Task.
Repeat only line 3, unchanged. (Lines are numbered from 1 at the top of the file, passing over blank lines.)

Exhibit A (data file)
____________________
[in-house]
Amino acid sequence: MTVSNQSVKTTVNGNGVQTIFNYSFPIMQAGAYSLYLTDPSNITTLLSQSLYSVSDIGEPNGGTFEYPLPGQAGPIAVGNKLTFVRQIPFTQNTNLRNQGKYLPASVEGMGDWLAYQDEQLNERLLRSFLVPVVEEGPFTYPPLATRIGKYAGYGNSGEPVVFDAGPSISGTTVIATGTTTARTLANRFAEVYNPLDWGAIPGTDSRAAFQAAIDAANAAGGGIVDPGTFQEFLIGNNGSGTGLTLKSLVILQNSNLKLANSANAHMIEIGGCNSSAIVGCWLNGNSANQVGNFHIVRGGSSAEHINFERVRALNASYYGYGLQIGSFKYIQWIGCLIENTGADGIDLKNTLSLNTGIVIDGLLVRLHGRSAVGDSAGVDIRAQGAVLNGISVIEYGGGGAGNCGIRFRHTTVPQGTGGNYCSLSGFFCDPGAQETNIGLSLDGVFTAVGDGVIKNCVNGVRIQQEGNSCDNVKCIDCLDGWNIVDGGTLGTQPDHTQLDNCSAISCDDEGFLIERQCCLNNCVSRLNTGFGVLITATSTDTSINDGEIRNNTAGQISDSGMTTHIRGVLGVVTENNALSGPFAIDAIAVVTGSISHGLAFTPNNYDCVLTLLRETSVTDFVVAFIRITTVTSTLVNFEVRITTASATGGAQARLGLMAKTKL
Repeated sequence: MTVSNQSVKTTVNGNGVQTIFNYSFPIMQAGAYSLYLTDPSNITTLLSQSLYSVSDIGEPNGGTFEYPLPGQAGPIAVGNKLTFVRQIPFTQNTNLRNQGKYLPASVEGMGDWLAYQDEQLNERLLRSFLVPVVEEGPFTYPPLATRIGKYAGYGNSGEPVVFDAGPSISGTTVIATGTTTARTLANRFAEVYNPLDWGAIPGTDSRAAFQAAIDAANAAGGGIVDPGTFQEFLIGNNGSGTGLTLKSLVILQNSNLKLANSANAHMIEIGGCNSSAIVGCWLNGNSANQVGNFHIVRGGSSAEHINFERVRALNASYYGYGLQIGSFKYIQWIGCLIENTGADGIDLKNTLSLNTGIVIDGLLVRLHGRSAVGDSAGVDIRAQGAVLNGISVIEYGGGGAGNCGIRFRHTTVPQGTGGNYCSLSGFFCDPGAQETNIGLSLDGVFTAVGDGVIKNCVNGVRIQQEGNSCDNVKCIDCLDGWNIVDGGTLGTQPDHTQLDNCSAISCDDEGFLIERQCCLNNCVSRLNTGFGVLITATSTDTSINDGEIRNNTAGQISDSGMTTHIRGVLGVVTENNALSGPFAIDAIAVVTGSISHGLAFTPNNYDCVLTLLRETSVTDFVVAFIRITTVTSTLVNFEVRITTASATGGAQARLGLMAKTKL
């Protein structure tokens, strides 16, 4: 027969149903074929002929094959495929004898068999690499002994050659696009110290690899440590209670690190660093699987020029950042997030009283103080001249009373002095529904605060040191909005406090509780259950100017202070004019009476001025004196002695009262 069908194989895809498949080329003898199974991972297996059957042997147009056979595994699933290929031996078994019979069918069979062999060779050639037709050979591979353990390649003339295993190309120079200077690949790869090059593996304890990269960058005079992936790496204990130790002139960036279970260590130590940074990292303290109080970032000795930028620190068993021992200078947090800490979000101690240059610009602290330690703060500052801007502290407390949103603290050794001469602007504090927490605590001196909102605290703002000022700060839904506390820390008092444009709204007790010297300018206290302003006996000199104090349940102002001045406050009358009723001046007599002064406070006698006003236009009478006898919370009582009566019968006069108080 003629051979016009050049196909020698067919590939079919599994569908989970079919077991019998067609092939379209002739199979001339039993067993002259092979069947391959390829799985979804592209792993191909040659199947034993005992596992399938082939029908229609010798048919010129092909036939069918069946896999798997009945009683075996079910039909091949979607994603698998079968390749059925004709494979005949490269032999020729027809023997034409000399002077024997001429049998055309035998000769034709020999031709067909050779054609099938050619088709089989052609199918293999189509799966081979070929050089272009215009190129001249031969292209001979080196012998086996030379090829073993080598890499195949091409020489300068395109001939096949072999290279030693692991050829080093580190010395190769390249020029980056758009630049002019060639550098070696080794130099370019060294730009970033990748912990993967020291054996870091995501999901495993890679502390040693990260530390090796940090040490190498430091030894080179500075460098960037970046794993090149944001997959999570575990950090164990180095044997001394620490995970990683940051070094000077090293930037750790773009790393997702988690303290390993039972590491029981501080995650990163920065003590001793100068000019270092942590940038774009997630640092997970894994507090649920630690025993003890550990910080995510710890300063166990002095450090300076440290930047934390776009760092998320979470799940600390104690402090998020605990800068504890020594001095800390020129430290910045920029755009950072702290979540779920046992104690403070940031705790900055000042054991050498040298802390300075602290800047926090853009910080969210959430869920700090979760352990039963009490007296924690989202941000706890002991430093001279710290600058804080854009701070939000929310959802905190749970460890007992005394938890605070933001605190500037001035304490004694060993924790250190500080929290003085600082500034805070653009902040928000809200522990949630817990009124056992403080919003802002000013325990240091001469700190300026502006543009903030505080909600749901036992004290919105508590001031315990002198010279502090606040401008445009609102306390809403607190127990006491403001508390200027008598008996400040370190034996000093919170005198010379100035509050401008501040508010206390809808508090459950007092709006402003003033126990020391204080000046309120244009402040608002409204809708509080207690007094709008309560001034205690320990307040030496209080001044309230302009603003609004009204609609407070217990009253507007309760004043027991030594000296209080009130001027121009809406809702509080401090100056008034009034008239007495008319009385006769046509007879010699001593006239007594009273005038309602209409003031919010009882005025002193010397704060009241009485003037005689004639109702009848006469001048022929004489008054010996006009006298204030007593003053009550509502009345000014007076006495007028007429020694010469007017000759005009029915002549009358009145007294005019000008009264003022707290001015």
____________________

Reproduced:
Repeated sequence: MTVSNQSVKTTVNGNGVQTIFNYSFPIMQAGAYSLYLTDPSNITTLLSQSLYSVSDIGEPNGGTFEYPLPGQAGPIAVGNKLTFVRQIPFTQNTNLRNQGKYLPASVEGMGDWLAYQDEQLNERLLRSFLVPVVEEGPFTYPPLATRIGKYAGYGNSGEPVVFDAGPSISGTTVIATGTTTARTLANRFAEVYNPLDWGAIPGTDSRAAFQAAIDAANAAGGGIVDPGTFQEFLIGNNGSGTGLTLKSLVILQNSNLKLANSANAHMIEIGGCNSSAIVGCWLNGNSANQVGNFHIVRGGSSAEHINFERVRALNASYYGYGLQIGSFKYIQWIGCLIENTGADGIDLKNTLSLNTGIVIDGLLVRLHGRSAVGDSAGVDIRAQGAVLNGISVIEYGGGGAGNCGIRFRHTTVPQGTGGNYCSLSGFFCDPGAQETNIGLSLDGVFTAVGDGVIKNCVNGVRIQQEGNSCDNVKCIDCLDGWNIVDGGTLGTQPDHTQLDNCSAISCDDEGFLIERQCCLNNCVSRLNTGFGVLITATSTDTSINDGEIRNNTAGQISDSGMTTHIRGVLGVVTENNALSGPFAIDAIAVVTGSISHGLAFTPNNYDCVLTLLRETSVTDFVVAFIRITTVTSTLVNFEVRITTASATGGAQARLGLMAKTKL